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The year ahead for Black Country and Shropshire Unsigned artists

By Leigh Sanders | Entertainment | Published:

This is a time for reluctant gym trips and planning holidays as you battle the excesses of Christmas on the one hand and the January blues on the other, right?

For most of us maybe, but not those looking to attack the music scene over the next 12 months.

Our rich vein of aspiring musicians will not have removed their eyes from the prize, and that is to get the music they have slaved lovingly over out there to as many pairs of ears as they can.

They have a range of possibilities to mull over. Where should they play next? Is it time to push for another album? And can they afford to tour? And, of course, they don't want to let all those venues fill up with showcases of other people's work, leaving their own toil out in the winter cold.

But it can potentially be daunting to work out what to do, where and when. Work commitments, life situations and cashflow can all dictate what is lined up for the foreseeable.

But there is one constant you can rely on to guide your decisions - the fans. And that is what Stourport-on-Severn's singer/songwriter Chloe Mogg looks to when deciding her next steps.

"I decide when and where to play really by my fan base," said the Kidderminster College student. "I have a number of fans who live near me so I like playing local gigs purely to see all my friends and family.

"Obviously, I can’t do that forever. I look for gigs here there and everywhere by the style of places. If I think my type of music will fit a certain venue, then I’ll definitely play there."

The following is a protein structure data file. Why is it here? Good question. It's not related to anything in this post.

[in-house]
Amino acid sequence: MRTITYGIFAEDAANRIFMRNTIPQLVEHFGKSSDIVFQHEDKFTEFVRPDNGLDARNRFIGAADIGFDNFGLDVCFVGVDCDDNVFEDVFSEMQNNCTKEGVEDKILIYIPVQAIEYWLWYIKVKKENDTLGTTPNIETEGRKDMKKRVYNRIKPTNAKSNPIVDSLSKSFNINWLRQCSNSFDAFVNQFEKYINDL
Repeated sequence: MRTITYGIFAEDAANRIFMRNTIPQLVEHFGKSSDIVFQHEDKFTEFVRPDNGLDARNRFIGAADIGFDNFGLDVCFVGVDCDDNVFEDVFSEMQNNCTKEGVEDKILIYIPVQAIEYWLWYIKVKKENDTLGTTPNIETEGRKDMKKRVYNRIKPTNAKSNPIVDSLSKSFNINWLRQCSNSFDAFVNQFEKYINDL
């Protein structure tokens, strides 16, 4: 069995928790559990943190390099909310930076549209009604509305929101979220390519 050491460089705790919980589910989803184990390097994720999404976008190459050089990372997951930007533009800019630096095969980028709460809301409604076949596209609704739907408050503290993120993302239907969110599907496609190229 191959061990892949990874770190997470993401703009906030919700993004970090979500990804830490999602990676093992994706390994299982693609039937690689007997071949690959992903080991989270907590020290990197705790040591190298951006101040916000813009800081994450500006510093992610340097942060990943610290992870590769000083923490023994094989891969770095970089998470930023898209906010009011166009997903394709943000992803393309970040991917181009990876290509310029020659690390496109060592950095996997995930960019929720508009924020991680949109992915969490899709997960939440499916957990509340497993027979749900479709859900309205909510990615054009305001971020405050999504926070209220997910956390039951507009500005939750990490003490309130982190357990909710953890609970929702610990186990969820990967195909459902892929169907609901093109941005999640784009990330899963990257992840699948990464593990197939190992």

And Birmingham's MeMe Detroit, frontwoman for her band of the same name, is under no illusions how important this time of year can be for musicians. There's no time to sit back and detox with a kale smoothie. There's as far ahead as next Christmas to worry about.

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"I'd say it's the busiest time of the year as everything has to be prepped and finalised ready for us to go out into the world," she tells us. "The whole of 2018 has been mapped out for example, that started in November and December 2017.

"Release dates, video shoots, budget, recording, tour dates all have to be finalised and, of course, the PR. And that's just the label side of things."

And Wolverhampton-born singer/songwriter Sam Draisey also agrees it is a busy time with his music career to consider as well as being a husband and father.

"The main stuff happens behind the scenes," he says. "Having a blank calendar in January can really spur you on to get the rest of the year filled up.

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"It’s also the time when venues start getting their diaries out again after the Christmas rush. I’m spending January contacting as many people as possible about gigs, press and other opportunities.

"It works both ways too. As a promoter I get a lot of messages from other acts looking for gigs too."